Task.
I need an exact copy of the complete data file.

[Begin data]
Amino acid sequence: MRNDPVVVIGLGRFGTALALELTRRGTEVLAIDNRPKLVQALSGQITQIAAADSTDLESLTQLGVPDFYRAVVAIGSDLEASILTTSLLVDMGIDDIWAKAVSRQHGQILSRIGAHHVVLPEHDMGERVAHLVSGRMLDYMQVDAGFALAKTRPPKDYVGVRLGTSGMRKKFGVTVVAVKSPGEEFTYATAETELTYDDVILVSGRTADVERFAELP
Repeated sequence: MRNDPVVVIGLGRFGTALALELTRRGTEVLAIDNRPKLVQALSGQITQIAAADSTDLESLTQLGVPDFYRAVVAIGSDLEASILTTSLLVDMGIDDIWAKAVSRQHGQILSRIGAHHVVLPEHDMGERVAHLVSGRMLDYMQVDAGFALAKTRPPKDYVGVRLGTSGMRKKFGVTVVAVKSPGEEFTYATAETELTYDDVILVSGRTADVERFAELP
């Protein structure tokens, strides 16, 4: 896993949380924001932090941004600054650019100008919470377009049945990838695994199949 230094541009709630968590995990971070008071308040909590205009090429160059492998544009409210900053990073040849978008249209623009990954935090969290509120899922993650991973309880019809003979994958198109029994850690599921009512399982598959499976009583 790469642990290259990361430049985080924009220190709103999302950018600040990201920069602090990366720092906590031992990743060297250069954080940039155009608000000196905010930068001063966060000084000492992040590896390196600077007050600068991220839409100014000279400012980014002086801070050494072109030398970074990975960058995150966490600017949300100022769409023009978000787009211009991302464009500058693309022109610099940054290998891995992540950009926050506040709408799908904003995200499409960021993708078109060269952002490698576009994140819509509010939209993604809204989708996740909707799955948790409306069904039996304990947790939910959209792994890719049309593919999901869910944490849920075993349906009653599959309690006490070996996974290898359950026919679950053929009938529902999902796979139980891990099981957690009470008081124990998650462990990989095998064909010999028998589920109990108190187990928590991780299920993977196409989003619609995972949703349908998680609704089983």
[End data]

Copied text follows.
Amino acid sequence: MRNDPVVVIGLGRFGTALALELTRRGTEVLAIDNRPKLVQALSGQITQIAAADSTDLESLTQLGVPDFYRAVVAIGSDLEASILTTSLLVDMGIDDIWAKAVSRQHGQILSRIGAHHVVLPEHDMGERVAHLVSGRMLDYMQVDAGFALAKTRPPKDYVGVRLGTSGMRKKFGVTVVAVKSPGEEFTYATAETELTYDDVILVSGRTADVERFAELP
Repeated sequence: MRNDPVVVIGLGRFGTALALELTRRGTEVLAIDNRPKLVQALSGQITQIAAADSTDLESLTQLGVPDFYRAVVAIGSDLEASILTTSLLVDMGIDDIWAKAVSRQHGQILSRIGAHHVVLPEHDMGERVAHLVSGRMLDYMQVDAGFALAKTRPPKDYVGVRLGTSGMRKKFGVTVVAVKSPGEEFTYATAETELTYDDVILVSGRTADVERFAELP
């Protein structure tokens, strides 16, 4: 896993949380924001932090941004600054650019100008919470377009049945990838695994199949 230094541009709630968590995990971070008071308040909590205009090429160059492998544009409210900053990073040849978008249209623009990954935090969290509120899922993650991973309880019809003979994958198109029994850690599921009512399982598959499976009583 790469642990290259990361430049985080924009220190709103999302950018600040990201920069602090990366720092906590031992990743060297250069954080940039155009608000000196905010930068001063966060000084000492992040590896390196600077007050600068991220839409100014000279400012980014002086801070050494072109030398970074990975960058995150966490600017949300100022769409023009978000787009211009991302464009500058693309022109610099940054290998891995992540950009926050506040709408799908904003995200499409960021993708078109060269952002490698576009994140819509509010939209993604809204989708996740909707799955948790409306069904039996304990947790939910959209792994890719049309593919999901869910944490849920075993349906009653599959309690006490070996996974290898359950026919679950053929009938529902999902796979139980891990099981957690009470008081124990998650462990990989095998064909010999028998589920109990108190187990928590991780299920993977196409989003619609995972949703349908998680609704089983």